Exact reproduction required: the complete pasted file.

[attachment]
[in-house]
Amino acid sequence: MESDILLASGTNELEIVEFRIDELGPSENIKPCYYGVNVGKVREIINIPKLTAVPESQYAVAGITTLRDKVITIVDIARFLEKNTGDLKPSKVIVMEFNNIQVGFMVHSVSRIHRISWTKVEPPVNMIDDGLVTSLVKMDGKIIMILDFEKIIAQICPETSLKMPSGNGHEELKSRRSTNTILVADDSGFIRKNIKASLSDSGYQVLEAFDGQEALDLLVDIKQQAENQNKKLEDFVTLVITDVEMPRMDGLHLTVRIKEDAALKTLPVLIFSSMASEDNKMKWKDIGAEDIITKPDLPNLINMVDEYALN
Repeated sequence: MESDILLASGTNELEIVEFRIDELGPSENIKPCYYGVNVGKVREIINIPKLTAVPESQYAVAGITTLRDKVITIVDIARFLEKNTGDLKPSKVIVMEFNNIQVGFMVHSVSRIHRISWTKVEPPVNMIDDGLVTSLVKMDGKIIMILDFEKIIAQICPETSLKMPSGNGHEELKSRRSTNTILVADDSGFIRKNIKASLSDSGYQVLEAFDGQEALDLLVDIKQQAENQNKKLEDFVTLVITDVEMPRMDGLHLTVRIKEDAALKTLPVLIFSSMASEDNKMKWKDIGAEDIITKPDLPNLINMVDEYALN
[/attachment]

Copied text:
[in-house]
Amino acid sequence: MESDILLASGTNELEIVEFRIDELGPSENIKPCYYGVNVGKVREIINIPKLTAVPESQYAVAGITTLRDKVITIVDIARFLEKNTGDLKPSKVIVMEFNNIQVGFMVHSVSRIHRISWTKVEPPVNMIDDGLVTSLVKMDGKIIMILDFEKIIAQICPETSLKMPSGNGHEELKSRRSTNTILVADDSGFIRKNIKASLSDSGYQVLEAFDGQEALDLLVDIKQQAENQNKKLEDFVTLVITDVEMPRMDGLHLTVRIKEDAALKTLPVLIFSSMASEDNKMKWKDIGAEDIITKPDLPNLINMVDEYALN
Repeated sequence: MESDILLASGTNELEIVEFRIDELGPSENIKPCYYGVNVGKVREIINIPKLTAVPESQYAVAGITTLRDKVITIVDIARFLEKNTGDLKPSKVIVMEFNNIQVGFMVHSVSRIHRISWTKVEPPVNMIDDGLVTSLVKMDGKIIMILDFEKIIAQICPETSLKMPSGNGHEELKSRRSTNTILVADDSGFIRKNIKASLSDSGYQVLEAFDGQEALDLLVDIKQQAENQNKKLEDFVTLVITDVEMPRMDGLHLTVRIKEDAALKTLPVLIFSSMASEDNKMKWKDIGAEDIITKPDLPNLINMVDEYALN